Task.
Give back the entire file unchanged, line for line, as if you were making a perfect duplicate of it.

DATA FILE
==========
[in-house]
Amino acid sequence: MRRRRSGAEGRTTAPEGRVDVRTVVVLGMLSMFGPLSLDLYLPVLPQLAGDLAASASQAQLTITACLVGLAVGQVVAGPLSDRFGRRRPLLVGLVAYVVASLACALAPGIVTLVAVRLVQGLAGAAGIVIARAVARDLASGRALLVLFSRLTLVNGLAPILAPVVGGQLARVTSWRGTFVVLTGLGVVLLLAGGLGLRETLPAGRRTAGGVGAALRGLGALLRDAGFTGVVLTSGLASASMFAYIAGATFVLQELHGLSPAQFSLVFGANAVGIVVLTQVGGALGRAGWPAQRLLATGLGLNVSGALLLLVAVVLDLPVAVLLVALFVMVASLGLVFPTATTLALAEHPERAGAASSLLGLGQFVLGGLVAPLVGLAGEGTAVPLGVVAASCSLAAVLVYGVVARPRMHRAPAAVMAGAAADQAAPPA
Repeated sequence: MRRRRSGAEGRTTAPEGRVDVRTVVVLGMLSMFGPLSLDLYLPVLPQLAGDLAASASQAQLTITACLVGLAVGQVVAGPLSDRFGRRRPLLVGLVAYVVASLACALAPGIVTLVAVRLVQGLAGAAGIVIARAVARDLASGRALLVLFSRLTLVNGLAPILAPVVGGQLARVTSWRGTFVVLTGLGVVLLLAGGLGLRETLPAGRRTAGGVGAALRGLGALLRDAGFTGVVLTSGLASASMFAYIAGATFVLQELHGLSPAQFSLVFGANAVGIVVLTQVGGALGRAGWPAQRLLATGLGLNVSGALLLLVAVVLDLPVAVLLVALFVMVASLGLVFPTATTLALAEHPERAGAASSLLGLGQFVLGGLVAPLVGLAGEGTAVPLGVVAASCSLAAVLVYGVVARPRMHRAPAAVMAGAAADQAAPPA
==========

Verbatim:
[in-house]
Amino acid sequence: MRRRRSGAEGRTTAPEGRVDVRTVVVLGMLSMFGPLSLDLYLPVLPQLAGDLAASASQAQLTITACLVGLAVGQVVAGPLSDRFGRRRPLLVGLVAYVVASLACALAPGIVTLVAVRLVQGLAGAAGIVIARAVARDLASGRALLVLFSRLTLVNGLAPILAPVVGGQLARVTSWRGTFVVLTGLGVVLLLAGGLGLRETLPAGRRTAGGVGAALRGLGALLRDAGFTGVVLTSGLASASMFAYIAGATFVLQELHGLSPAQFSLVFGANAVGIVVLTQVGGALGRAGWPAQRLLATGLGLNVSGALLLLVAVVLDLPVAVLLVALFVMVASLGLVFPTATTLALAEHPERAGAASSLLGLGQFVLGGLVAPLVGLAGEGTAVPLGVVAASCSLAAVLVYGVVARPRMHRAPAAVMAGAAADQAAPPA
Repeated sequence: MRRRRSGAEGRTTAPEGRVDVRTVVVLGMLSMFGPLSLDLYLPVLPQLAGDLAASASQAQLTITACLVGLAVGQVVAGPLSDRFGRRRPLLVGLVAYVVASLACALAPGIVTLVAVRLVQGLAGAAGIVIARAVARDLASGRALLVLFSRLTLVNGLAPILAPVVGGQLARVTSWRGTFVVLTGLGVVLLLAGGLGLRETLPAGRRTAGGVGAALRGLGALLRDAGFTGVVLTSGLASASMFAYIAGATFVLQELHGLSPAQFSLVFGANAVGIVVLTQVGGALGRAGWPAQRLLATGLGLNVSGALLLLVAVVLDLPVAVLLVALFVMVASLGLVFPTATTLALAEHPERAGAASSLLGLGQFVLGGLVAPLVGLAGEGTAVPLGVVAASCSLAAVLVYGVVARPRMHRAPAAVMAGAAADQAAPPA